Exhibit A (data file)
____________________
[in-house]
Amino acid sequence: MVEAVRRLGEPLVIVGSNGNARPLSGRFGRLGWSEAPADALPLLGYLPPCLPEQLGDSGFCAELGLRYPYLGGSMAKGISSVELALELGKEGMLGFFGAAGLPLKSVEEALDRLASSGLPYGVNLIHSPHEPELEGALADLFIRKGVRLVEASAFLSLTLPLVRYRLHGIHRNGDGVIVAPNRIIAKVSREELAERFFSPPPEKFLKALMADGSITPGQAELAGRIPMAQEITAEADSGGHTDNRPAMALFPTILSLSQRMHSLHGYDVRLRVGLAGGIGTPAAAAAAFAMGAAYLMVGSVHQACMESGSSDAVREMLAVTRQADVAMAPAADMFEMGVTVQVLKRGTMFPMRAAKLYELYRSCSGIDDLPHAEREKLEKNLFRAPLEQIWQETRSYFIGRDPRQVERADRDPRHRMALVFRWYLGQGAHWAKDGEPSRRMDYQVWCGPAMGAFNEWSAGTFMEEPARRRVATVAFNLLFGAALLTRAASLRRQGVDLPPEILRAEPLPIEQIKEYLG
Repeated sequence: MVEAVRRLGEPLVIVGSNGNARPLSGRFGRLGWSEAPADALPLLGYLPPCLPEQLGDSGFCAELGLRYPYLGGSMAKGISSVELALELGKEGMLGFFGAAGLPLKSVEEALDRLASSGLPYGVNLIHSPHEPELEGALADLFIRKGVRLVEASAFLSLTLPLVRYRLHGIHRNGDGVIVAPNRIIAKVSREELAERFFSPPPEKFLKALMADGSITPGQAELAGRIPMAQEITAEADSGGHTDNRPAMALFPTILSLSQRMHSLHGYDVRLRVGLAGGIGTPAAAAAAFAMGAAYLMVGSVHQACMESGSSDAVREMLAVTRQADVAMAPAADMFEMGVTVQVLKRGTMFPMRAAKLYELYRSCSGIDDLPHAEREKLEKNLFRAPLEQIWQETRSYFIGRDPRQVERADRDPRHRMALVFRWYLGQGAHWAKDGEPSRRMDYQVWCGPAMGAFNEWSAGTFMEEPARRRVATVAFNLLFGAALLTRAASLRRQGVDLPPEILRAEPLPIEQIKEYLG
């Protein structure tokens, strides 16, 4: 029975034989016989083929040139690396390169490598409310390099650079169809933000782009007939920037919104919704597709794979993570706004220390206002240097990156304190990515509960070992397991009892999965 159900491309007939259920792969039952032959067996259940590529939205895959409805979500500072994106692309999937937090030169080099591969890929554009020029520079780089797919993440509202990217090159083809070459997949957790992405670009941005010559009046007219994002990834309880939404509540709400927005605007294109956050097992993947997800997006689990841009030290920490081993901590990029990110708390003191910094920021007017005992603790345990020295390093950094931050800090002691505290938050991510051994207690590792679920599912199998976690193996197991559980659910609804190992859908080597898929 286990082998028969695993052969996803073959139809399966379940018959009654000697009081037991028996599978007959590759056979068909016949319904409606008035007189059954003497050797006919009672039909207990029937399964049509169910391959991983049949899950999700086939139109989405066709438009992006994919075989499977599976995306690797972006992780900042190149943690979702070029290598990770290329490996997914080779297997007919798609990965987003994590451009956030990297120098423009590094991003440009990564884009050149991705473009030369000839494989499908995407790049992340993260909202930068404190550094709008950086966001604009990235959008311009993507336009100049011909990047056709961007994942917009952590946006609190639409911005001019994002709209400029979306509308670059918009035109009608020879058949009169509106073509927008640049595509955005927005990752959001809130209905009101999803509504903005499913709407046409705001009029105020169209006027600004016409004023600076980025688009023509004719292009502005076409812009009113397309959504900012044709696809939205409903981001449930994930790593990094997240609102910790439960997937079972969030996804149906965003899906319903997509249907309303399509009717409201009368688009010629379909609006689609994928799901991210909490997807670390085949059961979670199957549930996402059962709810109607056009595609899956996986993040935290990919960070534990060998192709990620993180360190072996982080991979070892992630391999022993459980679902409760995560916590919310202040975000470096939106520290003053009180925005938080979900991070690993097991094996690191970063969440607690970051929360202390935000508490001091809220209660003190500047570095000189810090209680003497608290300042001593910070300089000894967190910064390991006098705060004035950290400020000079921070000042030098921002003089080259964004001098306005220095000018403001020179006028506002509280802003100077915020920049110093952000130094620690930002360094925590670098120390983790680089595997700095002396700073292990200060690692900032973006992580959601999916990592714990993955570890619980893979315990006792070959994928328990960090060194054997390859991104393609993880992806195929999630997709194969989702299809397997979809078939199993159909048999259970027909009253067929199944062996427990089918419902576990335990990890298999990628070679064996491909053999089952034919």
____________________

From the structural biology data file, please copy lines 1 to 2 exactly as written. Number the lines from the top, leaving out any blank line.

[in-house]
Amino acid sequence: MVEAVRRLGEPLVIVGSNGNARPLSGRFGRLGWSEAPADALPLLGYLPPCLPEQLGDSGFCAELGLRYPYLGGSMAKGISSVELALELGKEGMLGFFGAAGLPLKSVEEALDRLASSGLPYGVNLIHSPHEPELEGALADLFIRKGVRLVEASAFLSLTLPLVRYRLHGIHRNGDGVIVAPNRIIAKVSREELAERFFSPPPEKFLKALMADGSITPGQAELAGRIPMAQEITAEADSGGHTDNRPAMALFPTILSLSQRMHSLHGYDVRLRVGLAGGIGTPAAAAAAFAMGAAYLMVGSVHQACMESGSSDAVREMLAVTRQADVAMAPAADMFEMGVTVQVLKRGTMFPMRAAKLYELYRSCSGIDDLPHAEREKLEKNLFRAPLEQIWQETRSYFIGRDPRQVERADRDPRHRMALVFRWYLGQGAHWAKDGEPSRRMDYQVWCGPAMGAFNEWSAGTFMEEPARRRVATVAFNLLFGAALLTRAASLRRQGVDLPPEILRAEPLPIEQIKEYLG